Preg-MEDAS questionnaire: questions for a healthier pregnancy

A study conducted by IRSJD and IDIBAPS introduces the new preg-MEDAS questionnaire, which measures the positive impact of the Mediterranean diet on pregnant women. The study demonstrated that women following the Mediterranean diet significantly reduced their blood pressure.

The preg-MEDAS is a new 17-question survey about the Mediterranean diet, designed to help improve health during pregnancy, and can be used both in healthcare settings and research.

This questionnaire has been validated through a study published in The American Journal of Clinical Nutrition. The research was coordinated by Dr. Francesca Crovetto from the Fetal and Perinatal Medicine group (IRSJD · BCNatal - SJD Barcelona Children's Hospital and Hospital Clínic), Dr. Sara Castro-Barquero (BCNatal - SJD Barcelona Children's Hospital and Hospital Clínic), Dr. Rosa Casas, and Dr. Fátima Crispi, researchers from the Cardiovascular Risk, Nutrition, and Aging Research Group and the Fetal and Perinatal Medicine group (BCNatal) at IDIBAPS.

The evaluation took place within the IMPACT BCN trial and included 812 pregnant women at high risk of having babies with low gestational weight. Participants were assigned to three groups: intervention with the Mediterranean diet, a stress reduction program based on mindfulness, or standard care.

The Mediterranean Diet: A Great Ally

The results showed that women following a Mediterranean diet had better cardiometabolic health and a significant reduction in blood pressure after three months of intervention. Moreover, this questionnaire adapts the Mediterranean diet to the nutritional requirements of the pregnancy stage.

It promotes the intake of traditional healthy foods such as vegetables, fruits, legumes, whole grains, oily fish, nuts, extra virgin olive oil, and dairy products. At the same time, it encourages a reduction in the consumption of refined grains, red and processed meats, sugary drinks, margarine or butter, and sweets. This approach reduces a significant perinatal complication: having neonates small for gestational age.

This study has validated the preg-MEDAS questionnaire as a new healthcare tool, based on scientific evidence, that can be useful for measuring and improving diet during pregnancy through the Mediterranean diet. It highlights the importance of healthy eating during pregnancy for the well-being of mothers and babies, although further research is needed to understand the long-term effects on the health of the children.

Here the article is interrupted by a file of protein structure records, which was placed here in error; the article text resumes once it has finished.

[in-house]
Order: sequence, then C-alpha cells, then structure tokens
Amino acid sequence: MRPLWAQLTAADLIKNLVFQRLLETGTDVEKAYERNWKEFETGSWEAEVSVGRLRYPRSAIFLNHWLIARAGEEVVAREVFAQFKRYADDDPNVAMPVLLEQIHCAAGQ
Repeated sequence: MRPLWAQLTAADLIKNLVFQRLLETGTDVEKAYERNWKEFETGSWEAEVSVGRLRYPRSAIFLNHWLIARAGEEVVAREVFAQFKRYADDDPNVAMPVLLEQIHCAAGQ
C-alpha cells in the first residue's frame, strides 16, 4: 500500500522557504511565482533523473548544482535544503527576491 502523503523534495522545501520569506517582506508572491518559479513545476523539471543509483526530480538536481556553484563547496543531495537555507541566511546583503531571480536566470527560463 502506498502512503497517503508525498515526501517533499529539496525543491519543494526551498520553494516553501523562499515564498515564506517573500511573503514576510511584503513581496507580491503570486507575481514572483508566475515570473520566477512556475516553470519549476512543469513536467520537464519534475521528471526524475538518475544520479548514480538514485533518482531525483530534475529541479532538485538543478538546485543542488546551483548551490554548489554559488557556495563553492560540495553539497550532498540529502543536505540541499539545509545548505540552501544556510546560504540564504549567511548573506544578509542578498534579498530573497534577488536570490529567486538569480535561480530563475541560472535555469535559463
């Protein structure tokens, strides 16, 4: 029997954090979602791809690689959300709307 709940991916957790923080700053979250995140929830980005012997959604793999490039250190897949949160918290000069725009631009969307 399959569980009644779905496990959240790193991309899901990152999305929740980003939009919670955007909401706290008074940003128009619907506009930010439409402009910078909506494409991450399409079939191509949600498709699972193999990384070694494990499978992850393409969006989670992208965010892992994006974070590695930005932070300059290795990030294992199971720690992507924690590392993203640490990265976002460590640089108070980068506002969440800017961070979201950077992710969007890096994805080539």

The project received funding from the Fundació La Caixa, the Cerebra Foundation for the Brain Injured Child, the Agency for Management of University and Research Grants (AGAUR), the Instituto de Salud Carlos III, the University of Barcelona, and the Biomedical Research Networking Center on Rare Diseases (CIBERER), Obesity and Nutrition (CIBEROBN), and Mental Health (CIBERSAM).

Reference article

Castro-Barquero S, Crovetto F, Estruch R, Ruiz-León AM, Larroya M, Sacanella E, Casanovas-Garriga F, Casas I, Nakaki A, Youssef L, Trejo-Domínguez A, Benitez L, Genero M, Vieta E, Gratacós E, Crispi F, Casas R. Validation of a pregnancy-adapted Mediterranean Diet Adherence Screener (preg-MEDAS): a validation study nested in the Improving Mothers for a better PrenAtal Care Trial BarCeloNa (IMPACT BCN) trial. Am J Clin Nutr. 2024 Jun 1(24)00519-7. doi: 10.1016/j.ajcnut.2024.05.025. Epub ahead of print. PMID: 38830408.

Information source

17 preguntes sobre dieta mediterrània per a un embaràs més saludable: el qüestionari preg-MEDAS. Hospital Clínic - IDIBAPS.

The study confirms the validity of this new tool, the preg-MEDAS questionnaire, which allows for a quick and easy assessment of adherence to the Mediterranean diet in pregnant women.